Why include real life characters, either historical or present-day (even family!), in your fiction? How might it inspire and give some valuable context to your work? And what are some of the pitfalls you might want to avoid? Authors Chris Boucher and Hesse Phillips help us wade through the answers.
This webinar recording is available for 24 hours. Missed it? Listen to the podcast version, available here on our SubStack page or on your favorite podcast platform.
Grab copies of all our guests’ books here: Bookshop.org
Hesse Phillips (she/they) was raised next-door to a chicken farm in rural Pennsylvania but now lives in Spain. Their debut novel Lightborne, about the death of Christopher Marlowe, was a finalist in the Irish Writers Centre Novel Fair 2022 and will be published by Atlantic Books in the UK in 2024, and hopefully in the US someday as well. Her poetry and prose have appeared in The Bridport Review, the époque (pronounced EPOCH) press é-zine, Roi Fainéant (Wrah Fah-NAY-unt) Press, Emerge Literary Journal, Erato Magazine, and on DeadDarlings.com, and is forthcoming in Pangyrus, among others. They have a PhD in Drama from Tufts University and are a very proud graduate of Grub Street Boston's intensive Novel Incubator program.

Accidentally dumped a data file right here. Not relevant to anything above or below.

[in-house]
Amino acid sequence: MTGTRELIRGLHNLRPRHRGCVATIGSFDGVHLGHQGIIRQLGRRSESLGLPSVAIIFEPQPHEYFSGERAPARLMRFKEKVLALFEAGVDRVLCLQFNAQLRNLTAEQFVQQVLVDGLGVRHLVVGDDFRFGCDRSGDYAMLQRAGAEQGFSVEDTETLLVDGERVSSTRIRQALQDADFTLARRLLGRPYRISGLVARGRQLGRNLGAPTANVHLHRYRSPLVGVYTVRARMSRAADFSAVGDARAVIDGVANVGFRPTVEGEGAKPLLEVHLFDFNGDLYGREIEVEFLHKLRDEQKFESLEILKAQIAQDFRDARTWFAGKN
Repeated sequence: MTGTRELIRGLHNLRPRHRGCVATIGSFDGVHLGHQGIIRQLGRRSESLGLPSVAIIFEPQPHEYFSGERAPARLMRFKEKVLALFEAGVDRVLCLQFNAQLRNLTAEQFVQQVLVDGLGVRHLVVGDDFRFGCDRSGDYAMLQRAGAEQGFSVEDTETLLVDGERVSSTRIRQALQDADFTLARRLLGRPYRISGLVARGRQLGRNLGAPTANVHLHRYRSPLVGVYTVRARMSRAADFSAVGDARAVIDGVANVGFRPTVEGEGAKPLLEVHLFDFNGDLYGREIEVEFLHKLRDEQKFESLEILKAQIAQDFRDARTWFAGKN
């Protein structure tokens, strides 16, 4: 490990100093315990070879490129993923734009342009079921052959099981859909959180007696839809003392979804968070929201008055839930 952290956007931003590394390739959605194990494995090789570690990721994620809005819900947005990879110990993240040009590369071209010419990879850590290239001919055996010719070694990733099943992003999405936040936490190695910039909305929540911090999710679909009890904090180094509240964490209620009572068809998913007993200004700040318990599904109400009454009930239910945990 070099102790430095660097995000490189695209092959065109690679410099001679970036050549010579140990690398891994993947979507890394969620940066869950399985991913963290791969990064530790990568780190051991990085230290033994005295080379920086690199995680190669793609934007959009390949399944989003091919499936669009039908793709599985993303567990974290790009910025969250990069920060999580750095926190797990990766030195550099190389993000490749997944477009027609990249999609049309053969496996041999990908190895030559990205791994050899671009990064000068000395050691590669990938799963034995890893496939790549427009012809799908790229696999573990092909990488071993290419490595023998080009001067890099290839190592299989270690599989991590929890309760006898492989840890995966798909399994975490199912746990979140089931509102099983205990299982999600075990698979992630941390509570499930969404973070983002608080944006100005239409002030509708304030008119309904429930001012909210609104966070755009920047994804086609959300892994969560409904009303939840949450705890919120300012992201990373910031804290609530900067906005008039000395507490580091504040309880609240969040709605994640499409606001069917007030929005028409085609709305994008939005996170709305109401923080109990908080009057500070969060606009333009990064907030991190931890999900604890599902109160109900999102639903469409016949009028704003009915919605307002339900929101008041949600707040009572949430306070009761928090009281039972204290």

Christopher Boucher received his MFA in Creative Writing from Syracuse University in 2002. Chris is the author of the novels How to Keep Your Volkswagen Alive, Golden Delicious and Big Giant Floating Head (a 2019 Massachusetts Book Award Finalist) and editor of Jonathan Lethem's More Alive and Less Lonely: On Books and Writers. He's an Associate Professor of the Practice of English at Boston College and the managing editor of Post Road Magazine.